For most people, a vacation is supposed to be a relaxing, light-hearted escape from the stresses of everyday life.
So it’s not surprising that vacationers are scaling back in a region where humanity of Europe’s migrant crisis is on full display.
Carnival, the world’s largest cruise line, addressed this with its quarterly earnings a few weeks ago. Here’s CFO David Bernstein during the conference call after earnings were reported:
“Overall, Continental Europe is probably more challenging. When you think about all of the economic difficulties and the geopolitical issues and the growing refugee concerns, that’s the area that has had the most challenges in terms of pricing for 2016, but we’ve had these challenges all year in 2015 to some extent and we are forecasting that we are going to get yield improvement for our EAA brands for 2015. So hopefully despite all these challenges, we’ll be able to do that in 2016 as well.”
The European part of the business is critical for the company because about 28% of its 2015 available cabin space is deployed to the region, the second highest after the Caribbean, according to its latest annual report.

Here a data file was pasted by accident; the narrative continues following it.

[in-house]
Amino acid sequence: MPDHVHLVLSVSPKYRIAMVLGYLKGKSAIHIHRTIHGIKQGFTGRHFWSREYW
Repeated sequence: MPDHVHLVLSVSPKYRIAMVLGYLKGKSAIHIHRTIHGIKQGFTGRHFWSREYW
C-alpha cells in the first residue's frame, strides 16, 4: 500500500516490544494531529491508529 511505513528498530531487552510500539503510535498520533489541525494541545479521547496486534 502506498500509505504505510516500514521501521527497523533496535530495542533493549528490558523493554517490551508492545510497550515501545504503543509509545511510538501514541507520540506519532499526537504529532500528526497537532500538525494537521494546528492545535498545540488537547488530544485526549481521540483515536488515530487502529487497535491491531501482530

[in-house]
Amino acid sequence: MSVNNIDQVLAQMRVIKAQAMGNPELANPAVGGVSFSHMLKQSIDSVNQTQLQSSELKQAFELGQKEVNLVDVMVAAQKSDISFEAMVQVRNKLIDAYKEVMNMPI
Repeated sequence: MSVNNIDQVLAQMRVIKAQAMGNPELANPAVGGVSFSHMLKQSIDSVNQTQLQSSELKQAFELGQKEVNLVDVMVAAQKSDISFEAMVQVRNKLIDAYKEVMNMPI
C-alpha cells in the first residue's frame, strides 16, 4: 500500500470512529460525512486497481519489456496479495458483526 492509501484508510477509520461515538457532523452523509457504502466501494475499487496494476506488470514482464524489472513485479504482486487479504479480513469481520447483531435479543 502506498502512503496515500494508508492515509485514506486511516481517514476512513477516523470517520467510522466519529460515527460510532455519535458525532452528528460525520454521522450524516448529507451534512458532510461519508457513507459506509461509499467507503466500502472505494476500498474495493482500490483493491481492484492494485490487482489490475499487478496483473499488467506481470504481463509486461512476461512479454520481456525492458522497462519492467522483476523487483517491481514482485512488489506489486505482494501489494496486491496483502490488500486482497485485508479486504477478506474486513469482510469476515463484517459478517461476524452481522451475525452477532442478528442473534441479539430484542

The situation has slowed ticket buying in the region, said CEO Arnold Donald in the conference call, which has forced the company to drop prices in order to fill their cabins.
“By the time we get to December maybe those things won’t be the same, but today with some of the headwinds in Europe, geopolitical, macroeconomic malaise, the intense tension over there around the refugee situation, that has affected all travel, not just cruise but all travel,” said Donald. “So those things may still be present or they may wane between now and when we get to December, but we will give you full guidance then.”
For what it’s worth, Carnival beat earnings per share expectations but came in lower on its revenue yields, or how much the company is making per available room, and EPS expectations for the fourth quarter.
The stock is down about 7% since the earnings report on September 21.
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